University Gets Tough On P2P InternetWeek Feb 2004 ("Campus residents can no longer use Kazaa, Morpheus or any other P2P (peer-to-peer) file-sharing software to download music, movies or software applications. The free lunch ended abruptly at the beginning of the 2003-04 school year, when network administrators working in the campus housing unit turned on software they developed that not only detects illicit network activity but also dynamically enforces acceptable-use policies without IT intervention.")
"This document is being written because there are a number of
firewalls in the Internet that inappropriately reset a TCP connection
upon receiving certain TCP SYN packets, in particular, packets with
flags set in the Reserved field of the TCP header. In this document
we argue that this practice is not conformant with TCP standards, and
is an inappropriate overloading of the semantics of the TCP reset.
We also consider the longer-term consequences of this and similar
actions as obstacles to the evolution of the Internet infrastructure."
Policy Traffic Switch: "helps service providers to better profit from application traffic. Our Deep Packet Inspection-Based Policy Solutions address key challenges such as managing bandwidth-intensive traffic, controlling malicious threats, enabling new services and identifying application quality trends. These subscriber-friendly solutions are deployed on a single intelligent platform to simplify the network architecture and ensure a fast return on investment.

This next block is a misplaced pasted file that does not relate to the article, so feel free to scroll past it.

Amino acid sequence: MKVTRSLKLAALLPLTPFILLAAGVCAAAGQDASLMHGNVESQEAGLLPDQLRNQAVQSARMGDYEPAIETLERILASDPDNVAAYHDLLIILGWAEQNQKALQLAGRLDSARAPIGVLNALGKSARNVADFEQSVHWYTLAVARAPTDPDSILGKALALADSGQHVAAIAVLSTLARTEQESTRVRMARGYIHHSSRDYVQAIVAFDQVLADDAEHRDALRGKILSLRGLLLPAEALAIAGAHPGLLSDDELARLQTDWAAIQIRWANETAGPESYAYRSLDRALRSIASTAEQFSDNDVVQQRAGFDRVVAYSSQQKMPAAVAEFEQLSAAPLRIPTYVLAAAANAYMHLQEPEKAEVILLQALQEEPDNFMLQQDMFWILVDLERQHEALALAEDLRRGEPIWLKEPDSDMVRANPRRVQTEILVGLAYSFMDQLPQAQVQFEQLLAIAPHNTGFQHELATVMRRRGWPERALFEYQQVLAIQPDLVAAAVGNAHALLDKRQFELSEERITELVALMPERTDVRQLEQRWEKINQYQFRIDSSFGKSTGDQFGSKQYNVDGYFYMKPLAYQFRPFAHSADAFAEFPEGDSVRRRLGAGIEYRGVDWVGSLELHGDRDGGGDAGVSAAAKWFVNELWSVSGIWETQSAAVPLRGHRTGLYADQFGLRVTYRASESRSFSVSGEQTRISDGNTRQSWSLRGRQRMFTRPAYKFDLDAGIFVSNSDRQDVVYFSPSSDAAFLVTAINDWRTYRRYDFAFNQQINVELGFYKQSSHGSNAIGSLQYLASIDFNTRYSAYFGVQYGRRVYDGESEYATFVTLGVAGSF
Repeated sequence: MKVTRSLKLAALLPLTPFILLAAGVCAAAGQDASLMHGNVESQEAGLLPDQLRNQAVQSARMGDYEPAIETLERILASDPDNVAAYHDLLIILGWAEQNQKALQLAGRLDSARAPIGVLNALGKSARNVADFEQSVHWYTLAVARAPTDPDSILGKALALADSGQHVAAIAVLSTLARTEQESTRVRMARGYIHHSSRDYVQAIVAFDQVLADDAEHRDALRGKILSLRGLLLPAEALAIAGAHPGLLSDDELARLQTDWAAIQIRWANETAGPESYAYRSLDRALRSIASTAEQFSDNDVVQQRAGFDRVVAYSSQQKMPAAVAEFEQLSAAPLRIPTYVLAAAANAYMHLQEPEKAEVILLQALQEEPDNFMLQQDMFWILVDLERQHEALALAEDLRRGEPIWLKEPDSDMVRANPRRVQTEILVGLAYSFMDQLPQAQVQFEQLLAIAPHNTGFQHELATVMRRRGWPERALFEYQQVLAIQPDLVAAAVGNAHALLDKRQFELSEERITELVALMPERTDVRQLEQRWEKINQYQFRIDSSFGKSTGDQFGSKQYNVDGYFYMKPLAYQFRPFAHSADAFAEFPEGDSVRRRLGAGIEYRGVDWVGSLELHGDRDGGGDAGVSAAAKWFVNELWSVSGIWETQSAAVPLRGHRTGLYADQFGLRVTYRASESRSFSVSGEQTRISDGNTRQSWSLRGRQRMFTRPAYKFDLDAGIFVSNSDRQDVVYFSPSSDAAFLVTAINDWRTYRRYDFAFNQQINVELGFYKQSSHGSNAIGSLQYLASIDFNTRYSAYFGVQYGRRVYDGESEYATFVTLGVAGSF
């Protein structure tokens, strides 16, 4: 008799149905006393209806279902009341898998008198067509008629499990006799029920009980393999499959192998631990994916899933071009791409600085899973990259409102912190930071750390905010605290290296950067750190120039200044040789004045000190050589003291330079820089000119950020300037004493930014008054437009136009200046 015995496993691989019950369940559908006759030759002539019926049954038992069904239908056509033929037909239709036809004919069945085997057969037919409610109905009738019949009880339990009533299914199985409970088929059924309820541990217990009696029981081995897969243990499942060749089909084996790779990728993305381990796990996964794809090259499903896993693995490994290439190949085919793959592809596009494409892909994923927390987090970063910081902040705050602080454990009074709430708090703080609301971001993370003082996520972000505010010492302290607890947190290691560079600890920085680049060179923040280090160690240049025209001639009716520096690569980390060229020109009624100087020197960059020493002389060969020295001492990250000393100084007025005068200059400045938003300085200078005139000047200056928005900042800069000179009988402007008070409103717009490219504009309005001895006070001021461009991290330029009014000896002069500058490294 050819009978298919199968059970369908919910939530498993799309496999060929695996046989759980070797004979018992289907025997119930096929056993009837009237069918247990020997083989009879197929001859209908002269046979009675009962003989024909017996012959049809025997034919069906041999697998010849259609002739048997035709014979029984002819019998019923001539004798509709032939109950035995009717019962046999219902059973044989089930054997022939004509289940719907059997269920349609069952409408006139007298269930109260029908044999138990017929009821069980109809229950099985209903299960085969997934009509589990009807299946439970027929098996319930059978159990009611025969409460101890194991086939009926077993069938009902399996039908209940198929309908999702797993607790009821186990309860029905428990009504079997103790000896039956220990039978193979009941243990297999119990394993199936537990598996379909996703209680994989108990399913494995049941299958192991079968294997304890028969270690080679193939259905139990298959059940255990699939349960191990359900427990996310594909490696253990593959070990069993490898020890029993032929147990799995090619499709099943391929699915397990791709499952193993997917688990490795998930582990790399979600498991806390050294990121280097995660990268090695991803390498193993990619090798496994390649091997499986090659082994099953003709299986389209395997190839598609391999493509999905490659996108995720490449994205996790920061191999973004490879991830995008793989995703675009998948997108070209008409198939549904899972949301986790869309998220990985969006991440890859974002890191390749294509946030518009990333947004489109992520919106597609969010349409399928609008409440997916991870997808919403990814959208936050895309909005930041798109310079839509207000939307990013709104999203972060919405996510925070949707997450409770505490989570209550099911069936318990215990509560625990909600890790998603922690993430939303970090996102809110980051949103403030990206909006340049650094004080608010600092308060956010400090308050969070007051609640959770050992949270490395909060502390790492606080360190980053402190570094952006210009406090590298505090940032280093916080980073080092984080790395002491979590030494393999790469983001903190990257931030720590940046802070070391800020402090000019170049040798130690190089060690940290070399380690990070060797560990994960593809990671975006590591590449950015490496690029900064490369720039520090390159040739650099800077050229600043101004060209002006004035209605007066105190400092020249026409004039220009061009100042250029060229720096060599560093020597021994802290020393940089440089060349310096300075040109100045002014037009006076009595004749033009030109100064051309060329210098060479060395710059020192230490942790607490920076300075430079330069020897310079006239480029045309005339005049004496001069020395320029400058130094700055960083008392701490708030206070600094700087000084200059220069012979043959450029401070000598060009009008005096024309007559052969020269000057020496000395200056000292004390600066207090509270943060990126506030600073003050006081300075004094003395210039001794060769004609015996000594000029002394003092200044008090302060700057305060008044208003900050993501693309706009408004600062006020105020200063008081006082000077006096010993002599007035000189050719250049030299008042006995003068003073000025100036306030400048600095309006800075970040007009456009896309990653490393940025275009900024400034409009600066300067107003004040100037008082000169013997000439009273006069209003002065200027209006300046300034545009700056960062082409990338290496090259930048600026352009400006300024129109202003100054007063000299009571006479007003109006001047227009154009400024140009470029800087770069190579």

Wikipedia: "a networking equipment company based in Waterloo, Ontario, Canada. Sandvine products implement network traffic shaping and policing, and include support for both blocking new and forcefully terminating established network connections. The company targets its product line at Internet Service Providers and states that it helps ISPs save on bandwidth costs by controlling connection quality of high-bandwidth users, e.g. the users of P2P file-sharing applications. Comcast is a high-profile customer of Sandvine who has come under fire from many subscribers experiencing degraded connection performance."
Marguerite Reardon, Comcast denies monkeying with BitTorrent traffic, CNET (Aug 21, 2007) ("when I spoke to Comcast spokesman Charlie Douglas earlier today, he flat-out denied that the company was filtering or "shaping" any traffic on its network.")